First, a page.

Squashes, like zucchini, are easily grown at home in most gardens. They also tend to be very prolific! So after you have used squash from your garden in the house and even given some zucchini to friends, what to do with the rest? The great thing about both of these is they make great horse treats!
Can Horses Eat Squash and Zucchini? Squash and Zucchini are both non-toxic to horses, donkeys and mules and can be fed in moderation as a treat.
Types of Squash
Zucchini and cucumber are probably the two most common types of squash you may see in the grocery store or consume at home but they are not the only kinds available.
Did you know that a pumpkin is technically a squash too?! Butternut Squash, pumpkins, zucchini and cucumber
How to Feed Zucchini or Cucumber
The great think about both cucumber and zucchini is that the outer skin of the vegetable is edible. This means that very little prep work needs to be done before feeding it to your horse.
The vegetables should be washed, as you would at home, to remove any pesticide residue that may remain from the field.
In the case of the Zucchini, remove the fibrous end with a knife.
Now you can either feed whole like a carrot, slice into smaller vegetable “sticks” or even cut into slices and add into a bran mash or as a treat on top of grain or hay.
Zucchini Oatmeal Horse Treat Recipe
Zucchini squash can be great in baked or cooked treat recipes for your horse. My favorite to make is a zucchini oatmeal cookie.
For the recipe, keep in mind the following:
- You could substitute butter for the apple sauce.
- Use sweetened or unsweetened apple sauce, your choice
- These can be sticky cookies so keep in mind when storing them that you may want to individually wrap them. If you put them in the same treat bag or stack them, they may stick together.
- You will want to keep these refrigerated or frozen until use.
- You could substitute electrolytes for salt if you wanted.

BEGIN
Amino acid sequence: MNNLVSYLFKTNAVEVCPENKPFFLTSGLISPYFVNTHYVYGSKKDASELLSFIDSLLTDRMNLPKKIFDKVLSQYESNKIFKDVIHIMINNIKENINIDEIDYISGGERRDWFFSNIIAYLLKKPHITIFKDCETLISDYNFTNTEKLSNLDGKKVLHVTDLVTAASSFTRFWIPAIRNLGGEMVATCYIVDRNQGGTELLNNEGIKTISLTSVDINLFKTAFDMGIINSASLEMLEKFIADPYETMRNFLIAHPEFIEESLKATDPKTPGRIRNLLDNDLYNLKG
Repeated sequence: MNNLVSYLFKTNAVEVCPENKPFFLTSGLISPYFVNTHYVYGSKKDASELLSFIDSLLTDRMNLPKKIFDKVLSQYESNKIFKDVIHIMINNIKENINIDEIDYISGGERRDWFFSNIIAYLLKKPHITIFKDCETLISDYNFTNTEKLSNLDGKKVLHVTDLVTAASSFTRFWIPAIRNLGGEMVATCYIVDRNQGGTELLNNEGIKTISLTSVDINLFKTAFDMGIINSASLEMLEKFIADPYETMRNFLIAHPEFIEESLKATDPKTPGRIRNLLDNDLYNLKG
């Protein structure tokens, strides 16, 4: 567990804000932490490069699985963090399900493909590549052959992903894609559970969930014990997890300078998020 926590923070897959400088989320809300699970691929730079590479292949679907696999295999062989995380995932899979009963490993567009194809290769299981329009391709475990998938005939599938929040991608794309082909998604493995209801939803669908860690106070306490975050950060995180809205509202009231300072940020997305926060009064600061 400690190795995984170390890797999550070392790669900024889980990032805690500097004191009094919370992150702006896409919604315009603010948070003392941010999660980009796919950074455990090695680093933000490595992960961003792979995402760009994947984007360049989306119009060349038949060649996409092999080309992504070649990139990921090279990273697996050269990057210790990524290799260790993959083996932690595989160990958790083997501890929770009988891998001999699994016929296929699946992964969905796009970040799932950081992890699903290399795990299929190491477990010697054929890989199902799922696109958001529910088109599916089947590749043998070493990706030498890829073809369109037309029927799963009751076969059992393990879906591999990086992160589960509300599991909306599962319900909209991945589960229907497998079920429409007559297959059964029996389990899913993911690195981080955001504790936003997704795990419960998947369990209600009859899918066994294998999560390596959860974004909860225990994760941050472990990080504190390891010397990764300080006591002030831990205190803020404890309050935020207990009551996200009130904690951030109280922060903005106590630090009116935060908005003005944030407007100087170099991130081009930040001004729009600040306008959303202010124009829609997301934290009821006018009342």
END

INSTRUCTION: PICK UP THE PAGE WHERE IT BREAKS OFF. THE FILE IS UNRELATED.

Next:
- 1 cup Apple Sauce
- 1 cup brown sugar
- 2/3 cup white sugar
- 1 teaspoon vanilla
- 2 large eggs
- 2 cups grated zucchini
- 3 cups white flour
- 2 teaspoons baking powder
- 1 teaspoon baking soda
- 1/2 teaspoon salt
- 2/12 cups oats
- Preheat the oven to 350 degrees.
- Mix the Applesauce, brown sugar and white sugar thoroughly.
- Add in dry ingredients, except oats, and mix thoroughly.
- Add in the oats and mix thoroughly.
- Layout parchment paper or foil onto the cookie sheet
- Form small round cookie dollops
- Bake at 350 degrees for 15-20 minutes depending on the size of your cookies and desired crispiness.
Another easy zucchini recipe is to make zucchini bread or zucchini muffins for your horse. Most traditional recipes do not include anything that your horse cannot eat.
Things like applesauce, sugars (brown and white), vegetable oil, eggs, vanilla extract, all-purpose flour, baking soda, baking powder and salt are fine.
You should, however, remove any cinnamon as it may cause positive drug tets even though safe in limited quantities. The same is true for nutmeg and possibly licorice.
Rutgers puts out a pretty good list of safe vs unsafe foods you can reference when analyzing recipes to make for your horse.
Remember that zucchini squash isn’t the only horse-friendly vegetable. Check out my list of 15 Fruits and Vegetables Your Horse Will Love.
Zucchini squash and cucumbers both serve as a cool, refreshing treat for your horse, especially during summer (when they are most prolific). They can be fed raw or, in the case of zucchini, baked into a variety of yummy treats.
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